Gray Myotis (Gray Bat)

Myotis grisescens

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Photo of four gray myotises clinging to a cave ceiling.
Gray myotis conservation focuses on protecting their wintering and nursery caves from human disturbance, reducing pesticides, and maintaining wooded corridors along streams.
Shelly Colatskie
Endangered
Species of Conservation Concern
Family

Vespertilionidae (evening bats) in the order Chiroptera

Description

The gray myotis, or gray bat, is the largest of all Missouri’s myotis (mouse-eared) bats, which include the little brown myotis, the Indiana myotis, and the northern long-eared myotis. Gray myotises are hard to distinguish from their myotis cousins. Gray myotises have grayer fur; it is a uniform brownish gray most of the year, turning a light rusty brown in summer. Other myotises have bi- or tricolored fur, with the tips of each strand contrasting with the base. The gray myotis’s ears and wing membranes are gray to black. Its key identifying feature is wings that attach to the ankle and not at the base of the toes. The gray myotis also has a distinct notch on the inside curve of each claw.

Size

Length: 3 inches; wingspan: 10-12 inches; weight: 1/3 ounce.

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Photo of a gray bat clinging to a cave ceiling.
Gray Myotis (Gray Bat)
Missouri contains about 20 percent of the total population of gray myotises.

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Photo of several members of a gray myotis colony clinging to a cave ceiling.
Gray Myotis Colony
It is important for people to stay out of nursery caves: if disturbed, pregnant females may abort their young, and babies may drop from the wall to the floor or stream below and die.

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Photo of a gray myotis colony of approximately 3,000 individual bats, clinging to a cave ceiling.
Gray Myotis Colony
This gray myotis colony contains about 3,000 individuals. Several factors threaten this species' survival.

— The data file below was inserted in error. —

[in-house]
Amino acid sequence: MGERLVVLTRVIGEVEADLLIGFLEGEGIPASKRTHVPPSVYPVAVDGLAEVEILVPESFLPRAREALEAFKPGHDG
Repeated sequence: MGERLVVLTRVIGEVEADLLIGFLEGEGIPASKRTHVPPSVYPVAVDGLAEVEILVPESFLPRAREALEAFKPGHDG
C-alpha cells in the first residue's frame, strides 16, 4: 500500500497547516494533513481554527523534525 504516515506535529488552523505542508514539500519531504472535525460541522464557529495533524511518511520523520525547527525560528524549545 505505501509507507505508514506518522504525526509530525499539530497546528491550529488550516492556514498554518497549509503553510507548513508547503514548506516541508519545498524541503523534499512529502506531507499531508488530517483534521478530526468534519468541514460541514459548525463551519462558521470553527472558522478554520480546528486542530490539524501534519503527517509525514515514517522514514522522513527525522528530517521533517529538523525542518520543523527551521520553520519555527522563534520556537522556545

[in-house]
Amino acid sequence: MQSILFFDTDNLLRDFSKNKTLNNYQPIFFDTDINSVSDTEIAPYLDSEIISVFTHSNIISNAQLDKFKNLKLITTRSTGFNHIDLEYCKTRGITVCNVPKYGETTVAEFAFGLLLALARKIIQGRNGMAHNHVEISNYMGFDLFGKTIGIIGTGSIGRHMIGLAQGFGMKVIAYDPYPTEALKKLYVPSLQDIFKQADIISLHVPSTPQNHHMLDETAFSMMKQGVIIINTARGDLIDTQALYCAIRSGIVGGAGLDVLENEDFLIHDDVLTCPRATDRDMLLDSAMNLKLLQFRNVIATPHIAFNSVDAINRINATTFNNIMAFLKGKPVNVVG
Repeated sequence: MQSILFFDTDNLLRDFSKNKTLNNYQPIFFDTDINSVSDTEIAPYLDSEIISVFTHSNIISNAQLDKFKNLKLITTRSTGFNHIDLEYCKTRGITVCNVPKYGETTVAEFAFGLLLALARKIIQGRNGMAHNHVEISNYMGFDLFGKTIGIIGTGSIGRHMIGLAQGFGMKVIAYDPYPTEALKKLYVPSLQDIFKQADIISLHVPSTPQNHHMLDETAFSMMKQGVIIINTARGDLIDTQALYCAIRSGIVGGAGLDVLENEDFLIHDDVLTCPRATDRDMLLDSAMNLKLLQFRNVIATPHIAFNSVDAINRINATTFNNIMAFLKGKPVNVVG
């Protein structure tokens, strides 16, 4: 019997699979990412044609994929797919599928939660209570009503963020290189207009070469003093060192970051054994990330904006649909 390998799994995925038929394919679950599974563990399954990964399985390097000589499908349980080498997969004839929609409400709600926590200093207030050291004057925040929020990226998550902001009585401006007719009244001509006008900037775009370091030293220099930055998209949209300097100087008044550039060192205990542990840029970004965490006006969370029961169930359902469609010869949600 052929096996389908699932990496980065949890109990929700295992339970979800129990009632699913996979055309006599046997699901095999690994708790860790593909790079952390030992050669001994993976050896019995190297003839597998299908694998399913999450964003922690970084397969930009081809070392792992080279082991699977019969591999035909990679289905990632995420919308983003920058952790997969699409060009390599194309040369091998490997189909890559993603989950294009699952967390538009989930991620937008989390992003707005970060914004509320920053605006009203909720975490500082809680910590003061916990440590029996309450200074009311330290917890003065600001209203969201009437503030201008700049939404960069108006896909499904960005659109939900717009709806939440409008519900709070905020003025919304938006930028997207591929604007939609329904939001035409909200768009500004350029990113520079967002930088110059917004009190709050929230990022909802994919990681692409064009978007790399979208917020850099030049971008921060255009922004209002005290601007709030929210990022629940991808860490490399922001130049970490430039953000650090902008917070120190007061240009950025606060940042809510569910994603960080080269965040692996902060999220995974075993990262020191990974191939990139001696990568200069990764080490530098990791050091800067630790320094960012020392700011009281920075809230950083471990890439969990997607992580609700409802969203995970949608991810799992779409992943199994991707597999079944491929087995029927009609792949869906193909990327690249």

gray_bat.jpg

Photo of a gray myotis hanging from a cave ceiling.
Gray Myotis (Gray Bat)
Gray myotises are endangered. This one is not looking like a particularly healthy individual.
Habitat and conservation

This species once flourished in limestone caves, especially caves within two miles of rivers, streams, or lakes. Conservation efforts include protecting known gray myotis wintering and nursery caves from disturbance, reducing the use of pesticides (which not only affect their prey but also accumulate in the bat's tissues and mother's milk), and maintaining wooded corridors along streams. White-nose syndrome, a deadly fungal disease, is a new and grave threat to this species' survival.

Foods

Insects, including caddisflies, moths, stoneflies, mayflies, flying beetles, true flies, and moths. The Asiatic oak weevil is a favorite summertime food, when it is abundant in forested cliffs along rivers. Most insects are eaten "on the wing."

image of Gray Myotis Gray Bat Distribution Map
Distribution in Missouri

Missouri contains about 20 percent of the total population of gray myotises. Most of the known gray myotis caves are south of the Missouri River, particularly in the Ozarks, although a few exist north of the river.

Status

Listed as Endangered by both the Missouri Department of Conservation and the U.S. Fish and Wildlife Service.

Life cycle

Pregnant females roost in maternity colonies in caves separate from males and young females from late May to June. Each female gives birth to a single young in June. The young are able to fly 4 weeks later. Mothers and young rejoin the bachelor colonies in July and August. Gray myotises exhibit great loyalty to their roosting and hibernating sites and will return to the same caves year after year.

Human connections

Bats eats untold numbers of flying insects. It is important for people to stay out of nursery caves: If disturbed, pregnant females may abort their young and babies may drop from the wall to the floor or stream below and die. A single disturbance can wreck a colony’s reproduction for the year.

Ecosystem connections

Bats help control populations of flying insects. Their presence in caves is a crucial part of those unique underground ecosystems. By collecting organic material (insects) from outside the cave and bringing it in (as guano), bats help provide the basis for a variety of cave life forms.